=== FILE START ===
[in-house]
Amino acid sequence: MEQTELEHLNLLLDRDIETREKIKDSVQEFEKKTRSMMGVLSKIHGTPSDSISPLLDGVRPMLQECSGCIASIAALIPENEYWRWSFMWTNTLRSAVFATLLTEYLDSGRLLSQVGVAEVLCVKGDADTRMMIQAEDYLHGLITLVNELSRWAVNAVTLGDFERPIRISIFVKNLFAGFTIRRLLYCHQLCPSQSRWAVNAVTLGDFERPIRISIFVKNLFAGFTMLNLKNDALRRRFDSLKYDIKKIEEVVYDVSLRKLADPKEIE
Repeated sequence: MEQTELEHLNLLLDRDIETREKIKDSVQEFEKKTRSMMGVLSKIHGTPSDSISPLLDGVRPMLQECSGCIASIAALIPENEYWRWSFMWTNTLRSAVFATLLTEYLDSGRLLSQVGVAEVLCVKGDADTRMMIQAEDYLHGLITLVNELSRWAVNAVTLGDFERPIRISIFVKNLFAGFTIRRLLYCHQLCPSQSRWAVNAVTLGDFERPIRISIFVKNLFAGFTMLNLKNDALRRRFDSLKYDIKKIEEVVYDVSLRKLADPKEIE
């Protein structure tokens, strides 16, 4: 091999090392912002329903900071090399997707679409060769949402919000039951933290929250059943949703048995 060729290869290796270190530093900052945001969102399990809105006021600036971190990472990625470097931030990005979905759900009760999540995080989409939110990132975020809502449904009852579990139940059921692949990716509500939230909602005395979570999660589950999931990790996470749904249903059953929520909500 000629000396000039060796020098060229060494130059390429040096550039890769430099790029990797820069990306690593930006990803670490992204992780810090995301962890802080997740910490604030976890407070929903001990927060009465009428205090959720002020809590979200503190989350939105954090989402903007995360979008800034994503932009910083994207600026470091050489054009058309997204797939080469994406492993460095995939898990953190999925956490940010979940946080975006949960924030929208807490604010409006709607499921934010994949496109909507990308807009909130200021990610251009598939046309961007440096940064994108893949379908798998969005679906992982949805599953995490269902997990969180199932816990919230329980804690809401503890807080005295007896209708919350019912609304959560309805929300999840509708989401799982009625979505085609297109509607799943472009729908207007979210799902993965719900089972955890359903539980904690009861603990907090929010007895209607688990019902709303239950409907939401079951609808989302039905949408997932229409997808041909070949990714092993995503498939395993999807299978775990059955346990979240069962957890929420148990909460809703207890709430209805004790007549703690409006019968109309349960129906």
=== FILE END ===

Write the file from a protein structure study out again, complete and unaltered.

[in-house]
Amino acid sequence: MEQTELEHLNLLLDRDIETREKIKDSVQEFEKKTRSMMGVLSKIHGTPSDSISPLLDGVRPMLQECSGCIASIAALIPENEYWRWSFMWTNTLRSAVFATLLTEYLDSGRLLSQVGVAEVLCVKGDADTRMMIQAEDYLHGLITLVNELSRWAVNAVTLGDFERPIRISIFVKNLFAGFTIRRLLYCHQLCPSQSRWAVNAVTLGDFERPIRISIFVKNLFAGFTMLNLKNDALRRRFDSLKYDIKKIEEVVYDVSLRKLADPKEIE
Repeated sequence: MEQTELEHLNLLLDRDIETREKIKDSVQEFEKKTRSMMGVLSKIHGTPSDSISPLLDGVRPMLQECSGCIASIAALIPENEYWRWSFMWTNTLRSAVFATLLTEYLDSGRLLSQVGVAEVLCVKGDADTRMMIQAEDYLHGLITLVNELSRWAVNAVTLGDFERPIRISIFVKNLFAGFTIRRLLYCHQLCPSQSRWAVNAVTLGDFERPIRISIFVKNLFAGFTMLNLKNDALRRRFDSLKYDIKKIEEVVYDVSLRKLADPKEIE
């Protein structure tokens, strides 16, 4: 091999090392912002329903900071090399997707679409060769949402919000039951933290929250059943949703048995 060729290869290796270190530093900052945001969102399990809105006021600036971190990472990625470097931030990005979905759900009760999540995080989409939110990132975020809502449904009852579990139940059921692949990716509500939230909602005395979570999660589950999931990790996470749904249903059953929520909500 000629000396000039060796020098060229060494130059390429040096550039890769430099790029990797820069990306690593930006990803670490992204992780810090995301962890802080997740910490604030976890407070929903001990927060009465009428205090959720002020809590979200503190989350939105954090989402903007995360979008800034994503932009910083994207600026470091050489054009058309997204797939080469994406492993460095995939898990953190999925956490940010979940946080975006949960924030929208807490604010409006709607499921934010994949496109909507990308807009909130200021990610251009598939046309961007440096940064994108893949379908798998969005679906992982949805599953995490269902997990969180199932816990919230329980804690809401503890807080005295007896209708919350019912609304959560309805929300999840509708989401799982009625979505085609297109509607799943472009729908207007979210799902993965719900089972955890359903539980904690009861603990907090929010007895209607688990019902709303239950409907939401079951609808989302039905949408997932229409997808041909070949990714092993995503498939395993999807299978775990059955346990979240069962957890929420148990909460809703207890709430209805004790007549703690409006019968109309349960129906």